Can you give us an example of an “untranslatable” word or phrase, and tell us how you brought it into English?
Recently I translated a long prose poem written by Octavio Armand to introduce a reading from his newest collection (Clinamen. Caracas. 2011). The piece, “Dimitra,” is a parable that exemplifies the paradoxical coup worked by the carefully crafted verbal error–to use Armand’s term, the elicitous “misteak” that prompts poetry as experience. One of Armand’s examples in “Dimitra” is the deliberate misspelling found in a well-known line from César Vallejo’s “Sermón sobre la muerte” (“Sermon on Death”). In that line, Vallejo turns on himself, turning to into wolf by changing the “b” in the Spanish lobo to “v,” thanks to their similarity of pronunciation. There are several fine translations of Vallejo’s poem, but I preferred not to consult them. Their success was achieved in the context of Vallejo’s poem and I knew that a change of consonants would work no such effect in “Dimitra.” The trick was to find a deformation appropriate to Vallejo’s as refracted by Armand in a different site. One day, during a long look at the English noun, my eye was drawn to the vowel instead of the consonants. Suddenly the “o” opened and I heard a horrifying howl: “Woelf is me.”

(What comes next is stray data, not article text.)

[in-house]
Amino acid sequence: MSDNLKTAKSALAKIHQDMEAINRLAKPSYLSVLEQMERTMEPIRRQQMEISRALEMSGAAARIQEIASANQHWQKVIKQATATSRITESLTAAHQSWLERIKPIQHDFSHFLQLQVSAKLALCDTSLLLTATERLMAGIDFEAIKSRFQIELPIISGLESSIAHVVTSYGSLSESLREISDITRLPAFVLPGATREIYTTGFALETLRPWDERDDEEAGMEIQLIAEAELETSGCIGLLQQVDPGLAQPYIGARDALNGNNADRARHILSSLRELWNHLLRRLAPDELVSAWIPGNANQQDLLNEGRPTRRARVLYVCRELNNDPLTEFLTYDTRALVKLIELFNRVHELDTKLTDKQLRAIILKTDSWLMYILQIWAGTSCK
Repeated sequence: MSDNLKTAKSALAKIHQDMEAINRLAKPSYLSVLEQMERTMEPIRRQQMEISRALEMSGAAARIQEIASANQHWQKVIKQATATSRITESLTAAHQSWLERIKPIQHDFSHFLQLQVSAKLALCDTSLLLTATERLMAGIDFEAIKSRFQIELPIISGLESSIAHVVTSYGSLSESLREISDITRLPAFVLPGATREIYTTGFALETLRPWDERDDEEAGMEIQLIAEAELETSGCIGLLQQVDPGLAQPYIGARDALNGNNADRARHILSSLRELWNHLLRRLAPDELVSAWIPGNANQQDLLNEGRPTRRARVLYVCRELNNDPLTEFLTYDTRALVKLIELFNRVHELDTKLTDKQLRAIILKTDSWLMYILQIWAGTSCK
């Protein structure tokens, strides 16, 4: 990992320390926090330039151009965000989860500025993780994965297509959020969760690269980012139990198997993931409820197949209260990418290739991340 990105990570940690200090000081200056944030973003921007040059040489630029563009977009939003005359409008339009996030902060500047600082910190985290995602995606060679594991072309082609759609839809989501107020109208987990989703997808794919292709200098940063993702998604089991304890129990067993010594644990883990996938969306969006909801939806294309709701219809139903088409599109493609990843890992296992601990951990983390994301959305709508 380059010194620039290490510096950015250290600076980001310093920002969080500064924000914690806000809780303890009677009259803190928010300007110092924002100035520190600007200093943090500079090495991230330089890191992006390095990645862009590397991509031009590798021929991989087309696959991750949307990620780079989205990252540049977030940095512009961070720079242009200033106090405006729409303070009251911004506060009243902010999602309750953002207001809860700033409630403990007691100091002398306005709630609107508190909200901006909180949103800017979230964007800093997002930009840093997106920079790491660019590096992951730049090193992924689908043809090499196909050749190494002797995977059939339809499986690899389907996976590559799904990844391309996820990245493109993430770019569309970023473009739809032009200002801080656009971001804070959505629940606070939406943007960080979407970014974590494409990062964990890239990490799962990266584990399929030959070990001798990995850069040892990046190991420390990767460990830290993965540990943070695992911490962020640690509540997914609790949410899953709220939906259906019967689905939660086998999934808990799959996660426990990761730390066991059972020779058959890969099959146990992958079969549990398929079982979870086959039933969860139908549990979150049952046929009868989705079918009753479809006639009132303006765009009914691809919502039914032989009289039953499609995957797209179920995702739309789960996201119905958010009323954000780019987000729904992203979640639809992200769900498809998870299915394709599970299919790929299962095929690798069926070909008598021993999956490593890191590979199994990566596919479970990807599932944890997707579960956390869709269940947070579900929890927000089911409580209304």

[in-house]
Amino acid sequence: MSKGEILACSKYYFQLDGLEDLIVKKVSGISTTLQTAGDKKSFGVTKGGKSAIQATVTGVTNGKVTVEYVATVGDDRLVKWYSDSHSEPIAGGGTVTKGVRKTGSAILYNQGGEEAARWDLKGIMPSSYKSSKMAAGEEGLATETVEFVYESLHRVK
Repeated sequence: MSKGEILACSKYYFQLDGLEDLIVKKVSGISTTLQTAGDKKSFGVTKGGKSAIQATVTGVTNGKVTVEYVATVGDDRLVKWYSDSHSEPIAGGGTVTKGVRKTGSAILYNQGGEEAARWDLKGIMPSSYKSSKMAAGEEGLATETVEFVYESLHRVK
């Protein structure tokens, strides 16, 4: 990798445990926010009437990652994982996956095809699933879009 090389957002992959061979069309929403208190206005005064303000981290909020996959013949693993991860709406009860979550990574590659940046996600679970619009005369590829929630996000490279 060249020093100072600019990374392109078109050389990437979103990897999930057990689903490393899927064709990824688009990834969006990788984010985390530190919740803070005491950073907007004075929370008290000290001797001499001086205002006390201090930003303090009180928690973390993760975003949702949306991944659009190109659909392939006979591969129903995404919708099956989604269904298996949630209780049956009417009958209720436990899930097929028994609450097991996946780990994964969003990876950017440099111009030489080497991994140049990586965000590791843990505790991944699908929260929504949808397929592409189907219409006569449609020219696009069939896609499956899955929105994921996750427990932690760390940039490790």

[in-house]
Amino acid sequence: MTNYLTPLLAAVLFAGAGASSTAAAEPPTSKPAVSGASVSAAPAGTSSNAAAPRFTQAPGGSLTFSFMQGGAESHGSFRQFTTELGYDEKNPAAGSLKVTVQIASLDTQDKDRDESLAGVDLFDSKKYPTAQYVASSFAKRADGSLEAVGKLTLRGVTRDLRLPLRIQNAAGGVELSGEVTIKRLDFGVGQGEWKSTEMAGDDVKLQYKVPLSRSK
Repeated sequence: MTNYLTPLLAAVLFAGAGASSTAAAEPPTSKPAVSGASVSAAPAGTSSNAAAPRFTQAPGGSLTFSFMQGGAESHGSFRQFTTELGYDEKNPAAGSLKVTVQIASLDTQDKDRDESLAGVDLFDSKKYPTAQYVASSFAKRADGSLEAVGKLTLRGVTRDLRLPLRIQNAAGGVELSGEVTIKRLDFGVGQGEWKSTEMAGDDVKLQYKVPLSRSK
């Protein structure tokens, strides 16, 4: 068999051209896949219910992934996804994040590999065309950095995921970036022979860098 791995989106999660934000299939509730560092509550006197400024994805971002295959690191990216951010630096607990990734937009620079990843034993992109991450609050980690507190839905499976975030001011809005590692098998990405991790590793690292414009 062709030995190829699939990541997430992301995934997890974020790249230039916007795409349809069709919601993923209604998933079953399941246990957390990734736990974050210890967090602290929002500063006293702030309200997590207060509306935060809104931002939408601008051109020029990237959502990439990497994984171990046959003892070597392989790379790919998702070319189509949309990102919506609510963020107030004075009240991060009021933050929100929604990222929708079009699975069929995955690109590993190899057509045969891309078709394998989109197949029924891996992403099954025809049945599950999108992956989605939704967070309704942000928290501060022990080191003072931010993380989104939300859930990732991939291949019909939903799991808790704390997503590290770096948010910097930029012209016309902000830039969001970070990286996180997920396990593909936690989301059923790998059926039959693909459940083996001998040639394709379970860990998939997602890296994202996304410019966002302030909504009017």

Do you have any translating rituals?
No, at least not in the sense of ceremony, site, or circumstances. I find routine and repetition reassuring, but to depend on either is to forget that neither guarantees identical return, whether in terms of results or recurrence. By definition, to do something again is to seek or speak anew. For me, the best way toward the simultaneous tension and relaxation I experience when translating is to read, sometimes at random from a book of poetry or essays, sometimes from my own journal, sometimes from another work by the author of the work I’m translating or from a section of the draft I felt pleased or displeased with the day before and deliberately left open on my desk to a passage that promised to draw me in when I went back. No work time ever begins quite the same way. Gradually or suddenly, though, words read prompt words in response and I’m writing, rewriting. Immersed, engaged.